The Ghost Breakers (1940)

82 mins | Comedy | 21 June 1940

Director:

George Marshall

Writer:

Walter DeLeon

Cinematographer:

Charles Lang Jr.

Production Designers:

Hans Dreier, Robert Usher

Production Company:

Paramount Pictures, Inc.
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HISTORY

According to news items in HR , Wilkie Mahoney was to have worked on the script, but his participation in the final film has not been confirmed. The film was partially shot on location in Havana, Cuba. Paramount publicity materials contained in the Production Files at the AMPAS Library note that the film introduced the "Sonovox," a machine invented by Gilbert Wright that blended music and the sound of the human voice. The device was used for the disembodied voices in the film. This picture marked Robert Ryan's screen debut. Cinematographer Charles Lang, art director Hans Dreier and stars Bob Hope and Paulette Goddard also worked together in Paramount's 1939 film The Cat and the Canary (see above). Paramount first filmed the Paul Dickey-Charles W. Goddard play in 1914, starring H. B. Warner and Rita Stanwood and directed by Cecil B. DeMille (see AFI Catalog of Feature Films, 1911-20 ; F1.1541); and in 1922, starring Wallace Reid and Lila Lee and directed by Alfred E. Green (see AFI Catalog of Feature Films 1911-20 ; F2.2060). Scared Stiff , a 1953 Paramount film starring Dean Martin and Jerry Lewis and directed by George Marshall was also based on the Dickey-Goddard ... More Less

According to news items in HR , Wilkie Mahoney was to have worked on the script, but his participation in the final film has not been confirmed. The film was partially shot on location in Havana, Cuba. Paramount publicity materials contained in the Production Files at the AMPAS Library note that the film introduced the "Sonovox," a machine invented by Gilbert Wright that blended music and the sound of the human voice. The device was used for the disembodied voices in the film. This picture marked Robert Ryan's screen debut. Cinematographer Charles Lang, art director Hans Dreier and stars Bob Hope and Paulette Goddard also worked together in Paramount's 1939 film The Cat and the Canary (see above). Paramount first filmed the Paul Dickey-Charles W. Goddard play in 1914, starring H. B. Warner and Rita Stanwood and directed by Cecil B. DeMille (see AFI Catalog of Feature Films, 1911-20 ; F1.1541); and in 1922, starring Wallace Reid and Lila Lee and directed by Alfred E. Green (see AFI Catalog of Feature Films 1911-20 ; F2.2060). Scared Stiff , a 1953 Paramount film starring Dean Martin and Jerry Lewis and directed by George Marshall was also based on the Dickey-Goddard play. More Less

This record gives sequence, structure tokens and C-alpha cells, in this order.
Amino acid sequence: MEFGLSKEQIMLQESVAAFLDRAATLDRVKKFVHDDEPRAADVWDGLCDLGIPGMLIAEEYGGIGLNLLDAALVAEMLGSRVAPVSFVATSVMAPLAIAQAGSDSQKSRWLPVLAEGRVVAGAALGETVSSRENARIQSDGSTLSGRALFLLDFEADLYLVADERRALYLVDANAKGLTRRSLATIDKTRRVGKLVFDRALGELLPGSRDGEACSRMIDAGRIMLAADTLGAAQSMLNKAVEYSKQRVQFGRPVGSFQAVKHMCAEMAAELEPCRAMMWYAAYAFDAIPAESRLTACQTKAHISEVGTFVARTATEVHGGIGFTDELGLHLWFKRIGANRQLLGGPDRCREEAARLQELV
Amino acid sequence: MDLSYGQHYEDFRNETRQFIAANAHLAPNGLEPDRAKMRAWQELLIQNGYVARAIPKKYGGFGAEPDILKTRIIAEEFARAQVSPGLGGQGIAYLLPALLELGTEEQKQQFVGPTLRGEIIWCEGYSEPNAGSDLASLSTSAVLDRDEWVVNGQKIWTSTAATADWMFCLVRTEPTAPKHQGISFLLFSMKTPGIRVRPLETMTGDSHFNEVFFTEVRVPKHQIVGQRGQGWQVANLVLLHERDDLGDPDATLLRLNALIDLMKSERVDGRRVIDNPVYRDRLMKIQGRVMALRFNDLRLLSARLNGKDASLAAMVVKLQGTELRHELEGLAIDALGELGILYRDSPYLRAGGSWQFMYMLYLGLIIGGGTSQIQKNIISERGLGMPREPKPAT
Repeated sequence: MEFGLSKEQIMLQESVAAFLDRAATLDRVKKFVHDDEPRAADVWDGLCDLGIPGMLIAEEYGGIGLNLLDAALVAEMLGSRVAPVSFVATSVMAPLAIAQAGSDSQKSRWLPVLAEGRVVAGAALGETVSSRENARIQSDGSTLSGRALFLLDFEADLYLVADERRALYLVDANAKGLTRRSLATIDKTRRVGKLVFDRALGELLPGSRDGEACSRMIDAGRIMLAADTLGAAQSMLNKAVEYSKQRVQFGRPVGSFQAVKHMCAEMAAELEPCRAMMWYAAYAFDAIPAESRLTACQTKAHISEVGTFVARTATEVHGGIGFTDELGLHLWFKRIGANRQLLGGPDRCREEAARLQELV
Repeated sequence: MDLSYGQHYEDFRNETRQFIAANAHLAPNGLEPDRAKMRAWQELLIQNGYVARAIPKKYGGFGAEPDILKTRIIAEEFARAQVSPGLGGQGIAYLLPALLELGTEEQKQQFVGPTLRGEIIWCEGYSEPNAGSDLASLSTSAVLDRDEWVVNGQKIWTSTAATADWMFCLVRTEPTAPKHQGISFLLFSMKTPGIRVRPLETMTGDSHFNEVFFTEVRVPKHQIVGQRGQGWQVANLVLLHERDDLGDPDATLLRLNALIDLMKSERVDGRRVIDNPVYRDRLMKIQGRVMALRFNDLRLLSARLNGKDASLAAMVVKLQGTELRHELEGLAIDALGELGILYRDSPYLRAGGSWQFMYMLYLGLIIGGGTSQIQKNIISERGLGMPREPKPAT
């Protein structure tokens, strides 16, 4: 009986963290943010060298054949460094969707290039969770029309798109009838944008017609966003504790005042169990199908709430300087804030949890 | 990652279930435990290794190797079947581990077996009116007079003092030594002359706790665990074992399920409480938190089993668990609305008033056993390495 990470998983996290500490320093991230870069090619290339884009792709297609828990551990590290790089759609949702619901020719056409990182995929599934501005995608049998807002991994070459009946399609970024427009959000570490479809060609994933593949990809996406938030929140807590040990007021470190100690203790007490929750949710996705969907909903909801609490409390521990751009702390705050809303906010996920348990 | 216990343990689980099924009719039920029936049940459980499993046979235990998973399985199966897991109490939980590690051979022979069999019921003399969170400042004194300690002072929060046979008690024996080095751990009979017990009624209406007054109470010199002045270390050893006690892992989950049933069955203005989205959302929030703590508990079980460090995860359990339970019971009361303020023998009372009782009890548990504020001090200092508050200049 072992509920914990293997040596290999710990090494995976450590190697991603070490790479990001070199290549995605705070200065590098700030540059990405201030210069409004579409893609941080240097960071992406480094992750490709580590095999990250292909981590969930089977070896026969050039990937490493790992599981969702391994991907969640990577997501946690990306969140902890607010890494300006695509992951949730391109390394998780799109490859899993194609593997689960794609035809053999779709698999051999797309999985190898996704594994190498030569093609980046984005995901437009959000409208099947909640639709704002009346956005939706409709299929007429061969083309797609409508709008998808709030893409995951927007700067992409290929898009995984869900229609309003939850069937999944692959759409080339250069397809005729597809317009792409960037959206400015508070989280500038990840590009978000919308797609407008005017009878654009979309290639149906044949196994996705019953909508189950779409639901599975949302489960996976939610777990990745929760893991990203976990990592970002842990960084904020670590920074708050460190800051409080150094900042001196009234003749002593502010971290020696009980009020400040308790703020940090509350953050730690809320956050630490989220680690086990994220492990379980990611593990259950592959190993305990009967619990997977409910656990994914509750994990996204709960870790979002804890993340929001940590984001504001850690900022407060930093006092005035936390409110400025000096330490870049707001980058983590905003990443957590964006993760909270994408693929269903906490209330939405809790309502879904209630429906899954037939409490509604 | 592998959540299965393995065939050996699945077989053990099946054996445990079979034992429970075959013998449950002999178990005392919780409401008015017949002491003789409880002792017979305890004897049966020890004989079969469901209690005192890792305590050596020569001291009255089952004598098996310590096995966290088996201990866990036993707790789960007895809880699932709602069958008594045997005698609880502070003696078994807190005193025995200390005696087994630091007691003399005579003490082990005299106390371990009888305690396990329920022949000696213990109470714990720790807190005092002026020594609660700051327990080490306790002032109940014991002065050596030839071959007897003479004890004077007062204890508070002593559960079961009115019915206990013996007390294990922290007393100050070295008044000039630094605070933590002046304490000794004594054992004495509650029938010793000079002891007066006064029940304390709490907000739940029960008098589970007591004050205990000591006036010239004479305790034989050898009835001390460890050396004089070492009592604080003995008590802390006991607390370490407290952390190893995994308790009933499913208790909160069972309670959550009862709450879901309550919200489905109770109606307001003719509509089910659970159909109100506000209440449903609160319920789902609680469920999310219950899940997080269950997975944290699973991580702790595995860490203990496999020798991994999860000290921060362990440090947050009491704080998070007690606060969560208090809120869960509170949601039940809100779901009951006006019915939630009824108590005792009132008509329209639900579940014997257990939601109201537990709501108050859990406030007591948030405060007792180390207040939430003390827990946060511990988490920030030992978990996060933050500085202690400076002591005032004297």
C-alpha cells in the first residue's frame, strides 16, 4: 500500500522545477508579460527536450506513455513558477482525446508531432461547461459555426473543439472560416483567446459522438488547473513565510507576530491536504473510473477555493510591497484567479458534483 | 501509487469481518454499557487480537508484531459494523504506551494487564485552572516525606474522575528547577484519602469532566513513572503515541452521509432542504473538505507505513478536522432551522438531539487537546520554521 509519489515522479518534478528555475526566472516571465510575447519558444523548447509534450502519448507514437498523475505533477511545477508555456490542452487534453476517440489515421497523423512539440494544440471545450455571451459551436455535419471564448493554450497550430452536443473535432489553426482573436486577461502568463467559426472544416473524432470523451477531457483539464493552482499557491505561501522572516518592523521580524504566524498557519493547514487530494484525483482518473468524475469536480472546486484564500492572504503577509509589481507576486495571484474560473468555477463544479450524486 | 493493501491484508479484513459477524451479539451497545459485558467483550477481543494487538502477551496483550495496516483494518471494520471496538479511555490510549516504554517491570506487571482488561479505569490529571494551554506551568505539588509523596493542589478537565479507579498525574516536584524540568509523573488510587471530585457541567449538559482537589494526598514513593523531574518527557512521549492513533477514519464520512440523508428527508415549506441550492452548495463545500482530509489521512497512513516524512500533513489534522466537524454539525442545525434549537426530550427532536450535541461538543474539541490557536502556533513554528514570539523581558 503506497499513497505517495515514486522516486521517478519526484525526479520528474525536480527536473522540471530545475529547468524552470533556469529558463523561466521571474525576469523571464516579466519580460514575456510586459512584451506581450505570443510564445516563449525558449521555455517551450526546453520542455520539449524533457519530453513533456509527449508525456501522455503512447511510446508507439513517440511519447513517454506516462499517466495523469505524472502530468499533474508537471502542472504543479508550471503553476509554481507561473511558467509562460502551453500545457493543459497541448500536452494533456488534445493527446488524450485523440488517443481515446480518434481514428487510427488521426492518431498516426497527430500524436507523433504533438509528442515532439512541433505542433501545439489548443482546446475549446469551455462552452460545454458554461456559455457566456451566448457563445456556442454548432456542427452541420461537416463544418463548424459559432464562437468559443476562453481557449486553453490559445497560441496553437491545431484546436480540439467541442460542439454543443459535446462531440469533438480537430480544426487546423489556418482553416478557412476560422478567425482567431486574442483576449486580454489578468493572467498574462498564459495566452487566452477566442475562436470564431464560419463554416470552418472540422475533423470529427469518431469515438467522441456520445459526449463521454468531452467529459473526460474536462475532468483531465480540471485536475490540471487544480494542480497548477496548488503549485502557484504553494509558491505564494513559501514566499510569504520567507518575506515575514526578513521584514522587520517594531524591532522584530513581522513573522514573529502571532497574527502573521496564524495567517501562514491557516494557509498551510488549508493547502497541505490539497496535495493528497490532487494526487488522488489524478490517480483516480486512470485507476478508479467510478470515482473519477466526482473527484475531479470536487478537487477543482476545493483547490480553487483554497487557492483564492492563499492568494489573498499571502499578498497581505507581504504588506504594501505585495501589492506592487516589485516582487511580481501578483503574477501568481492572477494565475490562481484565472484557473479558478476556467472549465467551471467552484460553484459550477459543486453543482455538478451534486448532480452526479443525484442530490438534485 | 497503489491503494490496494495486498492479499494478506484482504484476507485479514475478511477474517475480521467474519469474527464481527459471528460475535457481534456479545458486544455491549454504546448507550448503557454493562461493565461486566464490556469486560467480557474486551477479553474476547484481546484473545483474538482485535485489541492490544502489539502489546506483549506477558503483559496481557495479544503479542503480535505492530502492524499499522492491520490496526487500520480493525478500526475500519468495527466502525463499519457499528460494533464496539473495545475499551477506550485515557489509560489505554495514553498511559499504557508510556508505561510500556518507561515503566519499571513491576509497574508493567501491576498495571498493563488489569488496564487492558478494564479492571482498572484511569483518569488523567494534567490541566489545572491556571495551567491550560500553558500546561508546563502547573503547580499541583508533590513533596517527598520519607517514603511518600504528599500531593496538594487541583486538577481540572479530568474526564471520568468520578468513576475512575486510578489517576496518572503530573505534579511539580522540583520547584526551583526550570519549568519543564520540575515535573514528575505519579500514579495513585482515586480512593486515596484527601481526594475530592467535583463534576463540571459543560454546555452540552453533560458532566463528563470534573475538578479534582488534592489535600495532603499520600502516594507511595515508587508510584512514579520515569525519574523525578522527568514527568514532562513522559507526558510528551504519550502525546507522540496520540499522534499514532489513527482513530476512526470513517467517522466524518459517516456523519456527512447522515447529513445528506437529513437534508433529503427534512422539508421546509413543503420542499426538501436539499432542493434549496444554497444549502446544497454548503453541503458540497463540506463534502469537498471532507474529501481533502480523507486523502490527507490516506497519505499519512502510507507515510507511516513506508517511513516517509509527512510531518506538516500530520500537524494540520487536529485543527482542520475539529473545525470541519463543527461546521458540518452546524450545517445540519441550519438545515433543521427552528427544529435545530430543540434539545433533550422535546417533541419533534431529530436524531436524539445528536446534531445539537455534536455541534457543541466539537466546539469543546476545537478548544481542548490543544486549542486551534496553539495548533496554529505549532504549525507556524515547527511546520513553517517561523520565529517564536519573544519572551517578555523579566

GEOGRAPHIC LOCATIONS
LOCATION
SOURCE CITATIONS
SOURCE
DATE
PAGE
Daily Variety
5 Jun 40
p. 3.
Film Daily
13 Jun 40
p. 5.
Hollywood Reporter
30 Jan 40
p. 8.
Hollywood Reporter
3 Feb 40
p. 1.
Hollywood Reporter
10 Feb 40
pp. 12-13.
Hollywood Reporter
5 Jun 40
p. 3.
Hollywood Reporter
6 Jun 40
p. 3.
Motion Picture Daily
10 Jun 40
p. 6.
Motion Picture Herald
15 Jun 40
pp. 42-44.
New York Times
4 Jul 40
p. 12.
Variety
12 Jun 40
p. 4.
CAST
PRODUCTION CREDITS
NAME
PARENT COMPANY
PRODUCTION COMPANY
DISTRIBUTION COMPANY
NAME
CREDITED AS
CREDIT
DIRECTORS
Asst dir
PRODUCERS
Exec prod
WRITER
PHOTOGRAPHY
Dir of photog
Asst cam
Asst cam
ART DIRECTORS
Art dir
Art dir
FILM EDITOR
SET DECORATOR
Int dec
COSTUMES
Cost
MUSIC
Mus score
Mus adv
VISUAL EFFECTS
SOURCES
LITERARY